IT Consultant Courses
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IT Consulting Course
Become an IT consultant
Are you looking to join the ranks of highly appreciated, highly paid computer consultants? You're in the right place - read on...
• Enjoy being known as “the computer expert”?
• Love the challenge of solving a tough IT challenge?
• Just want more freedom and control over your life—or your entire family’s?
Whatever your motivation, you might just be amazed at the bright new career that awaits you in the near future.
Freelance IT consultants aren’t just in great demand; they’re also making great sums of money—often working out of their own homes!
You may have even seen one or more around your own workplace and thought to yourself, “That could be me… No, that should be me…”
Well, it’s true; you can become an IT Consultant, starting today.
But how do you get there from here—from your current situation to your new career? One of the easiest ways available is to register today for our IT Consulting Self-Study course. We’ll show you everything you need to know to go about becoming a computer consultant.
This is a self study course
Our IT Consultant course is a self-study course that we email to you on a weekly basis. Each week you get a new module to study.
Once you've enrolled, you'll begin to receive the course modules.
At the end of most of the modules you'll find a self-study assignment.
Please note: You do not get a tutor with this course.
Here are just some of the facts and methods you’ll start learning when you register for our course:
• How to start out as an IT consultant—what you’ll need.
• Who hires IT consultants—and what types of service they need (you’ll be surprised at how many answers there are to both questions!).
• How you can make additional money selling IT products such as hardware and software to your consulting clients.
• The decision-making process clients go through when hiring outside computer consultants.
You’ll also gain these valuable insights from our course:
• Assessing your income requirements as an IT consultant—along with your commitment to the hours required to earn them.
• Calculating your pricing (Per hour? Per project? Or other ways, including for free?).
• Finding out what other IT Consultants are charging.
• How “Urgent” jobs can mean even more money for you.
• The differences in fees paid by “small” and “large customers”.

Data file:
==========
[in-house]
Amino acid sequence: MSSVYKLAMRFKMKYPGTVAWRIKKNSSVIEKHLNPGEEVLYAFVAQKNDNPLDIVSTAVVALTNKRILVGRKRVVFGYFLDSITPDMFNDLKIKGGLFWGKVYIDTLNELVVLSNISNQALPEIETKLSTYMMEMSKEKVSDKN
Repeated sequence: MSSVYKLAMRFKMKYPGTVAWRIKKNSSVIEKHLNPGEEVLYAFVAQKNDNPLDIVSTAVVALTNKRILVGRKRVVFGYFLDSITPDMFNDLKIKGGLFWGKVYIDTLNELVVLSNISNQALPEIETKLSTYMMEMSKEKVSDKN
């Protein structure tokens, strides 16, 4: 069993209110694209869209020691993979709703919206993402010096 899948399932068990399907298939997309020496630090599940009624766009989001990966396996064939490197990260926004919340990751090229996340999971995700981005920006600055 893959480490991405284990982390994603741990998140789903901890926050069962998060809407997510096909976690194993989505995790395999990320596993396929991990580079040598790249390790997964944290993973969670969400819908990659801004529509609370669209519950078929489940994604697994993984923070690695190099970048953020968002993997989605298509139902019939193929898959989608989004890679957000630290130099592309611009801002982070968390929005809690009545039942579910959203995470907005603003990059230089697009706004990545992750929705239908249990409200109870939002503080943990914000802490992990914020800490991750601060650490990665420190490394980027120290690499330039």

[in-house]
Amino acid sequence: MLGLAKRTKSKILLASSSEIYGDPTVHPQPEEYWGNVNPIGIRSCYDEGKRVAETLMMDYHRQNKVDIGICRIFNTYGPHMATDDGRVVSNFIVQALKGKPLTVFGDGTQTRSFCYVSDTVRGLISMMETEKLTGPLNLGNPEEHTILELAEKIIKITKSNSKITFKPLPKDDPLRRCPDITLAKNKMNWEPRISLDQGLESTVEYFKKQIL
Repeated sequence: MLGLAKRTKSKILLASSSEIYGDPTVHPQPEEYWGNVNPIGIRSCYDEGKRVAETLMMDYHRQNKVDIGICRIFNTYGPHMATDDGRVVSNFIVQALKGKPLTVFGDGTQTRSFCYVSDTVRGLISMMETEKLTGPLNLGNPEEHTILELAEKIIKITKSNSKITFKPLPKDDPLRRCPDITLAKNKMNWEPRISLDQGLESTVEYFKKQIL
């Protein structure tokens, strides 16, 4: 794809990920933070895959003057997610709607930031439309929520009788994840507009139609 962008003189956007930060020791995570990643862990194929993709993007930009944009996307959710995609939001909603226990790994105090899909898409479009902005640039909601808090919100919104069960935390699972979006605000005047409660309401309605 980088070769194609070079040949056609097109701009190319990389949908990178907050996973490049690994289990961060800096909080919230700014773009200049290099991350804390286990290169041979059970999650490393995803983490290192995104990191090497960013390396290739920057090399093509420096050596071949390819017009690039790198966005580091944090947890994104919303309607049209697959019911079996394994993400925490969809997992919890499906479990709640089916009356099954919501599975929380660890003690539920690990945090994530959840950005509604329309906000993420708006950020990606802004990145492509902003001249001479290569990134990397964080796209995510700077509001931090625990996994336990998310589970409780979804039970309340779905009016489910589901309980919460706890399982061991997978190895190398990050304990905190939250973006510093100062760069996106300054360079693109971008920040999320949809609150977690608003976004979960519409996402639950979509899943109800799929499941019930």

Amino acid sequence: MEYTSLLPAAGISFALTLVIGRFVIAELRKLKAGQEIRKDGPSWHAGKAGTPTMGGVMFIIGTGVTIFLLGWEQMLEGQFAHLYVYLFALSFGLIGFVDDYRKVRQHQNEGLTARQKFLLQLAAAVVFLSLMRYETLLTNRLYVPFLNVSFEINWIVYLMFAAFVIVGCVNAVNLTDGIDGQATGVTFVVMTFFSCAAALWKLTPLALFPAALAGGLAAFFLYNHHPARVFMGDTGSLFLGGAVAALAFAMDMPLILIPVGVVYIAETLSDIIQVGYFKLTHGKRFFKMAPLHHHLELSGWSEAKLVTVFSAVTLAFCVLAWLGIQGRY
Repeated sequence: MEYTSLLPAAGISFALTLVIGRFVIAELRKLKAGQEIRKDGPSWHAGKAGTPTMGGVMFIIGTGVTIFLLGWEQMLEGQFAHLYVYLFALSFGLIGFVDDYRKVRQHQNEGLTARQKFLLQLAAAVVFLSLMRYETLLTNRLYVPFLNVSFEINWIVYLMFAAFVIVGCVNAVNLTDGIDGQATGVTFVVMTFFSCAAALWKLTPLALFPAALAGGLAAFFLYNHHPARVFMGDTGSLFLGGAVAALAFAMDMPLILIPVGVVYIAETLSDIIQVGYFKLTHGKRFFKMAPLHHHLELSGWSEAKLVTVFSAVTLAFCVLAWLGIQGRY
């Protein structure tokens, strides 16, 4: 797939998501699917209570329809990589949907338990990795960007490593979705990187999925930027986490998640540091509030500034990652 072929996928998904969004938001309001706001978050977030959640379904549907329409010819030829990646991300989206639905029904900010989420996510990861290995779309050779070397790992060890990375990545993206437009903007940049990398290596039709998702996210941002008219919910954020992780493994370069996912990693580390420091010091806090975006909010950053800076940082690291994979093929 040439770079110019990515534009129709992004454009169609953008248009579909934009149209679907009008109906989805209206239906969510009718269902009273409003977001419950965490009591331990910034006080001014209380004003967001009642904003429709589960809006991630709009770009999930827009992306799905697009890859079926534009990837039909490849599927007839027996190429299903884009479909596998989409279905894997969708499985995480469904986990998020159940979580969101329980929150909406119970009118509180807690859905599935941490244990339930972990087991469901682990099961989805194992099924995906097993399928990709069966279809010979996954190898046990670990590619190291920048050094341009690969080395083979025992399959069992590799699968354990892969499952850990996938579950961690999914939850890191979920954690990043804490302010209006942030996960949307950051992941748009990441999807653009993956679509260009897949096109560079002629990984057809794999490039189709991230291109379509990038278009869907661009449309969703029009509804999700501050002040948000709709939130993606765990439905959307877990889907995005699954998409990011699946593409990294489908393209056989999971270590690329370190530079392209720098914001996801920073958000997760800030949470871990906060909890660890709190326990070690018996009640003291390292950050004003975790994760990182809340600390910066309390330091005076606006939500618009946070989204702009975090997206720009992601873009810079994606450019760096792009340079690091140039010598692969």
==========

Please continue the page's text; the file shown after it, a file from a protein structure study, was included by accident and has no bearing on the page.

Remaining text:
• Generating income from subcontracting, travel, maintenance agreements and more.
• Increasing your rates through more advanced technical qualifications.
• How to manage your money/cash flow as a computer consultant.
• Maintaining your existing customer accounts.
• Keeping track of taxes and overheads.
• Getting paid—and “chasing” clients when they’re behind in payments.
• Initiating projects properly.
• Planning projects appropriately.
• Running your projects.
• Managing risk and other issues.
• Handling multiple clients and a growing business.
• Taking on additional staff as needed.
• Selling products for additional revenue streams.
Why is freelance IT Consulting such a huge opportunity these days?
Information technology (IT) is increasingly an integral part of most households and every company. And the pace of change in IT never seems to stop.
And as organizations realize the value of these critical functions, companies are investing more and more money in it—and not just in the hardware and software required, but also in the people needed to take advantage of all that data and technology, especially with Internet usage rising so quickly.
what’s so great about being an IT Consultant, anyway?
Even if you already know how to control the information and equipment of the IT world, you haven’t experienced the REAL power of this world until you realize how much control it can give you over your own life—in ways you may have not even imagined. Consider:
You can work the hours you choose —as few or as many as you like—in pursuit of the income level you need (not that dictated by your boss or anyone else).
You can keep all the revenue you generate —rather than sharing it with managers or shareholders who only give you the trickle-down “leftovers”